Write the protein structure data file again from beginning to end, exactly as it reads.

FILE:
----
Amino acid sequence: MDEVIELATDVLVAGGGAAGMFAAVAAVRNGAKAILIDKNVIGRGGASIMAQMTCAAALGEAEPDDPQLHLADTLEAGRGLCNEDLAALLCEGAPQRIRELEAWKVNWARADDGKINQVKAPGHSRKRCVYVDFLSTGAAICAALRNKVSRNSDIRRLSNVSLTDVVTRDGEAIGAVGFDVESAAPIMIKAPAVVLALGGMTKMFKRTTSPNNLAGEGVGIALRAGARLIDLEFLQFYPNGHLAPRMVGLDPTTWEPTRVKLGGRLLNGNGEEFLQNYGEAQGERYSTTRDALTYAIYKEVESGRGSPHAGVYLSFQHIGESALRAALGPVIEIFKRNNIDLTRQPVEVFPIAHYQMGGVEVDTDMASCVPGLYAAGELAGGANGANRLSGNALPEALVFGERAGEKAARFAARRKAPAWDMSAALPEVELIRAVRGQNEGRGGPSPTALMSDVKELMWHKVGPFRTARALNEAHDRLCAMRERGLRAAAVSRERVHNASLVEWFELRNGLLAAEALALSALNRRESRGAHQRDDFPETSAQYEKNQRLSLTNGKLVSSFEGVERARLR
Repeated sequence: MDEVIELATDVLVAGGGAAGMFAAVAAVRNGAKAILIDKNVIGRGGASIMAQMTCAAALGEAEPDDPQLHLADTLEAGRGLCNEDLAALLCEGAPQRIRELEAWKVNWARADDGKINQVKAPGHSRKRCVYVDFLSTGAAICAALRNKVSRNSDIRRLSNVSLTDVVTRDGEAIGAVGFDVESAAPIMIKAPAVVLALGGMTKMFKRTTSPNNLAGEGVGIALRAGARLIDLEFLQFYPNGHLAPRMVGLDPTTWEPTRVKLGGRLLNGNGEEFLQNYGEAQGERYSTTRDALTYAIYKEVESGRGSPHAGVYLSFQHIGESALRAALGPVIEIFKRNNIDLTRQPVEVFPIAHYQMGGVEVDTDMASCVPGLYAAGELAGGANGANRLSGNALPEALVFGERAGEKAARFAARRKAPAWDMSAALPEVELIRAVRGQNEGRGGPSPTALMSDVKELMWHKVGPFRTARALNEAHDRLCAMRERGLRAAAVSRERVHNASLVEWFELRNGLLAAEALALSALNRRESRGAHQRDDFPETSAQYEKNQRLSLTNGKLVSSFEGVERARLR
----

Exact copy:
Amino acid sequence: MDEVIELATDVLVAGGGAAGMFAAVAAVRNGAKAILIDKNVIGRGGASIMAQMTCAAALGEAEPDDPQLHLADTLEAGRGLCNEDLAALLCEGAPQRIRELEAWKVNWARADDGKINQVKAPGHSRKRCVYVDFLSTGAAICAALRNKVSRNSDIRRLSNVSLTDVVTRDGEAIGAVGFDVESAAPIMIKAPAVVLALGGMTKMFKRTTSPNNLAGEGVGIALRAGARLIDLEFLQFYPNGHLAPRMVGLDPTTWEPTRVKLGGRLLNGNGEEFLQNYGEAQGERYSTTRDALTYAIYKEVESGRGSPHAGVYLSFQHIGESALRAALGPVIEIFKRNNIDLTRQPVEVFPIAHYQMGGVEVDTDMASCVPGLYAAGELAGGANGANRLSGNALPEALVFGERAGEKAARFAARRKAPAWDMSAALPEVELIRAVRGQNEGRGGPSPTALMSDVKELMWHKVGPFRTARALNEAHDRLCAMRERGLRAAAVSRERVHNASLVEWFELRNGLLAAEALALSALNRRESRGAHQRDDFPETSAQYEKNQRLSLTNGKLVSSFEGVERARLR
Repeated sequence: MDEVIELATDVLVAGGGAAGMFAAVAAVRNGAKAILIDKNVIGRGGASIMAQMTCAAALGEAEPDDPQLHLADTLEAGRGLCNEDLAALLCEGAPQRIRELEAWKVNWARADDGKINQVKAPGHSRKRCVYVDFLSTGAAICAALRNKVSRNSDIRRLSNVSLTDVVTRDGEAIGAVGFDVESAAPIMIKAPAVVLALGGMTKMFKRTTSPNNLAGEGVGIALRAGARLIDLEFLQFYPNGHLAPRMVGLDPTTWEPTRVKLGGRLLNGNGEEFLQNYGEAQGERYSTTRDALTYAIYKEVESGRGSPHAGVYLSFQHIGESALRAALGPVIEIFKRNNIDLTRQPVEVFPIAHYQMGGVEVDTDMASCVPGLYAAGELAGGANGANRLSGNALPEALVFGERAGEKAARFAARRKAPAWDMSAALPEVELIRAVRGQNEGRGGPSPTALMSDVKELMWHKVGPFRTARALNEAHDRLCAMRERGLRAAAVSRERVHNASLVEWFELRNGLLAAEALALSALNRRESRGAHQRDDFPETSAQYEKNQRLSLTNGKLVSSFEGVERARLR